[19 October 2010]
PopMatters Associate Music Editor
Well, you have to marvel at Sony for this. The label is still generating product from an act that hasn’t been on its roster for the past 20 years. Hey, what’s wrong with making a dollar where there’s a dollar to be made? And Cheap Trick are certainly worthy of the repeated exposure. With each compilation or reissue comes the chance that someone might discover or re-discover this hugely influential, not to mention fun, yet often overlooked band. Maybe someone who had written them off as those guys who did “The Flame”, or know them only as the opening act for ZZ Top nostalgia tours. Yes, Cheap Trick had some success, all right. But they faded, were gobbled up by the record industry machine, and have never really had a proper chance to show how completely they’ve redeemed themselves. Oh, and they have always been one of the most powerful live acts in all of rock’n'roll. So what’s wrong with The Very Best of Cheap Trick Live?
Well, the very best of Cheap Trick live was already issued in 1979 as At Budokan. And then in 1993 as Budokan 2. You get the idea. Even the self-released, hard-hitting Music for Hangovers (1999) gives a more complete career overview. So basically, The Very Best of Cheap Trick Live serves no purpose, other than a purely financial one.
No, you say. This is a complement to the other live albums. There’s stuff on this that’s not on those. There are “alternate versions”. There’s a cover version of Dylan’s “Ms. Henry”! There’s a Tom Petersson vocal! Well, for you I have two words: Previously released. Any Cheap Trick fan who’s hardcore enough to want these versions has probably found them already, on the Found All the Parts EP, the various Budokan iterations, and the Sex, America, Cheap Trick box set, not to mention the scores of bootlegs that make the rounds amongst the fan community.
And maybe, just maybe you could argue The Very Best of Cheap Trick Live serves as a convincing overview of the band’s exciting, groundbreaking early days. You know, how they combined the volume and dynamics of hard rock with the melodicism and playfulness of British Invasion-era pop and demonstrated their alchemy on some stellar, timeless tunes. After all, most of the recordings here date from that late-‘70s period. From the epic-length “Mrs. Henry”, signature hits “I Want You to Want Me” and “Surrender”, to the crushing blues of “Can’t Hold On” and the bastardized disco-boogie of “You’re All Talk”, the evidence of the band’s considerable mark on rock’n'roll history is here. And then there’s the playing. Who minds being reminded of Bun E. Carlos’ razor sharp, off-the-cuff-artful drumming, or Rick Nielsen’s grab bag of guitar styles and virtuosity, as on the mind-blowing solo of “You’re All Talk”? Or Robin Zander’s versatile voice, sounding like the pretty boy ladies’ man and the mischievous kid in the corner rolled into one?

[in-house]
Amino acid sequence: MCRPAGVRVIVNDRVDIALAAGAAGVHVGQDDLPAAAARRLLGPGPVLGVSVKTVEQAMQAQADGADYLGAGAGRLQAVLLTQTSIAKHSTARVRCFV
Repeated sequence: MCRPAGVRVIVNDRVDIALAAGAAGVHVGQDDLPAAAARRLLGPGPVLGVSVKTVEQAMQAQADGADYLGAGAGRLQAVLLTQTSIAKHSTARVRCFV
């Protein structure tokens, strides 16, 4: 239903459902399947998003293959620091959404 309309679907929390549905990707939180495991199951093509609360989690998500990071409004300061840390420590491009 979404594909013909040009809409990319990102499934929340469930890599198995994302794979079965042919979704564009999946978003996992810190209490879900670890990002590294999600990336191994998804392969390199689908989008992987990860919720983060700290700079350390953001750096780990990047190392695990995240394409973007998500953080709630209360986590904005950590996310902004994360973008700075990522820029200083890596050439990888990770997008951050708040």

Yes, the album does blaze along, leaving scorched earth and blown speakers behind. And then it runs head-on into 1988 and “The Flame”. You know, the Number One hit that earned Cheap Trick a stay of execution with Epic and zapped what was left of its credibility. The song is pretty enough, and is actually a bit tougher in this live rendition. Still, after the first three-quarters of The Very Best of Cheap Trick Live have reminded you of the band’s greatness, you’re forced to relive the group’s descent into being just another middle-of-the-road act peddling big hair and Diane Warren songs. Worse, this collection completely ignores the fact Cheap Trick has been very much a going concern for the last 20 years, with its last couple studio albums ranking among their best. If you’re going to get an incomplete picture of this band, it’s best to cut out that ugly bit in the middle, at any rate.
Just by the very nature of its songs and performances, you can’t totally write off The Very Best of Cheap Trick Live. But you can accurately call it the fourth- or fifth-best live Cheap Trick album. If you’re new to these guys, choose your Budokan and then pick up those first few hallowed albums and the last couple for good measure. If you want the complete, sometimes ugly truth, there are more than a few compilations for that. And if you still have a few bucks left over after that, well, I guess there are worse ways to spend them.